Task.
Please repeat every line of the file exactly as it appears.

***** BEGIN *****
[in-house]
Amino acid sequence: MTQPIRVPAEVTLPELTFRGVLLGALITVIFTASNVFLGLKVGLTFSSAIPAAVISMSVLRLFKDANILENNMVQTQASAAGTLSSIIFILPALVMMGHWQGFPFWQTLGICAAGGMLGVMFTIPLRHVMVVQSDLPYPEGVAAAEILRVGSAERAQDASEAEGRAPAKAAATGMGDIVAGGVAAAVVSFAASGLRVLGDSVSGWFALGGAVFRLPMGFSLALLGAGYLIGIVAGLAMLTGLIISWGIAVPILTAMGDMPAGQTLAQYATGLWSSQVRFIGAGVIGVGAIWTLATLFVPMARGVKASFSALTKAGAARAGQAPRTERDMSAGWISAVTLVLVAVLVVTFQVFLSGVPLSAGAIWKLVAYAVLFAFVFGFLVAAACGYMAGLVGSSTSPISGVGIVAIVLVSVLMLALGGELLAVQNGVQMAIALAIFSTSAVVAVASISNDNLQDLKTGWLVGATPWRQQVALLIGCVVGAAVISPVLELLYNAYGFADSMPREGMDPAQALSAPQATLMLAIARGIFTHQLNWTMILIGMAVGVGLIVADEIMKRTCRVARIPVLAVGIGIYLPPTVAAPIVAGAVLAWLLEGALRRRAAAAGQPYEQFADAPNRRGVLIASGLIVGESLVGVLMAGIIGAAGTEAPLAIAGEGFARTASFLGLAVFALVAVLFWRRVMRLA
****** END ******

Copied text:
[in-house]
Amino acid sequence: MTQPIRVPAEVTLPELTFRGVLLGALITVIFTASNVFLGLKVGLTFSSAIPAAVISMSVLRLFKDANILENNMVQTQASAAGTLSSIIFILPALVMMGHWQGFPFWQTLGICAAGGMLGVMFTIPLRHVMVVQSDLPYPEGVAAAEILRVGSAERAQDASEAEGRAPAKAAATGMGDIVAGGVAAAVVSFAASGLRVLGDSVSGWFALGGAVFRLPMGFSLALLGAGYLIGIVAGLAMLTGLIISWGIAVPILTAMGDMPAGQTLAQYATGLWSSQVRFIGAGVIGVGAIWTLATLFVPMARGVKASFSALTKAGAARAGQAPRTERDMSAGWISAVTLVLVAVLVVTFQVFLSGVPLSAGAIWKLVAYAVLFAFVFGFLVAAACGYMAGLVGSSTSPISGVGIVAIVLVSVLMLALGGELLAVQNGVQMAIALAIFSTSAVVAVASISNDNLQDLKTGWLVGATPWRQQVALLIGCVVGAAVISPVLELLYNAYGFADSMPREGMDPAQALSAPQATLMLAIARGIFTHQLNWTMILIGMAVGVGLIVADEIMKRTCRVARIPVLAVGIGIYLPPTVAAPIVAGAVLAWLLEGALRRRAAAAGQPYEQFADAPNRRGVLIASGLIVGESLVGVLMAGIIGAAGTEAPLAIAGEGFARTASFLGLAVFALVAVLFWRRVMRLA